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Nodes are the primitive fundamental unit for organizing information and they are together with links, the two primitive constructs (according to the basic hypermedia model) of all Hypermedia systems so far. We can say that nodes act as a repository for pieces of information which are directly interelated. For example in a hypermedia system about the life of Aristotle, a node can include a text description, a sound information, a graphics picture and a digital video all about the Aristotle's birthplace, Stagyra. Nodes in basic hypermedia model serve as primitive untyped abstractions in the information space. This simple model has been proved to be inadequate in many situations. There are many issues and also questions relating to this inadequacy and possible enhancements to the node concept in future hypermedia systems.
Basic hypermedia model lacks of a composition mechanism for structuring, representing and dealing with groups of nodes as a unique entities separate from their components (Botafogo et all, 1991), (Parunak, 1991). Current hypermedia technology is not capable to represent, at least in a natural way, whole/part relationships. The requirement for a composition mechanism becomes critical especially if we assume that hypermedia systems will have to deal with a vast amount of information. Many questions arise when designing a composition mechanism. Can a given node be included in more than one composite ? Do links necessarily refer to a node per se, or they can refer to a node as it exists within a current context of a composite? Should composites be implemented using specialised nodes and links, or is an entirely new mechanism?
Another important issue related to nodes is the ability to have typed rather than untyped nodes. Most of current hypermedia systems have untyped nodes. They can only be characterised by the primitive information or combinations of primitive information (e.g. text, text and graphics) they include, or as annotation, reference nodes etc. Hypermedia authors cannot define node types beyond the types that are "compiled" to the system. For example, they cannot have for example a 'Painting' node type in a Hypermedia system for Impressionism.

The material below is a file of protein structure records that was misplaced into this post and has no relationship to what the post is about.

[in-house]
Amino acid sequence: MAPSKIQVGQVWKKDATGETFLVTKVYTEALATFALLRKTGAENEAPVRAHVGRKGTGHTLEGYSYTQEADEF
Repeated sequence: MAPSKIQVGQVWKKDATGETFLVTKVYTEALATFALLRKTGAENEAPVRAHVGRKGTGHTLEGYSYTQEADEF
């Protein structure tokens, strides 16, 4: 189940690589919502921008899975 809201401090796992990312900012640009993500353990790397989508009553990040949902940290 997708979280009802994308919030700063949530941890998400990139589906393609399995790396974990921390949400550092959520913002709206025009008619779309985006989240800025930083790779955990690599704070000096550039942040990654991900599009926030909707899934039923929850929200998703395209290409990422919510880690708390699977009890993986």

Nodes are passive repositories of information. There is no mechanism to adapt the content and structure of a node to current context. Adaptive nodes might be significant in some task domains, (e.g instructional hypermedia). For example a node can include two different texts explaining nuclear power. The two texts can differ in the prerequired background from end-users. Thus, the same node can present different contents in a novice user than in a more experienced user about nuclear power. In the same way structure in which a node presents its information to users can be adaptive to current context.
There are two different types of user interfaces, related to the way in which a node is presenting in a hypermedia system. We have frame-based and window-based user interfaces. Nodes in frame-based interfaces take up a specific amount of space on the computer screen, no matter how much information they contain. Very often the size of the frame is defined as the size of the screen. Since the frames have specific and limited space, hypermedia authors have to split the information among different nodes. In contrast, window-based systems require users to use a scrolling mechanism to get the part of the node they are interest in. As we understand the choice of user interface style can have serious impact in node design and in quantity of information a node can include.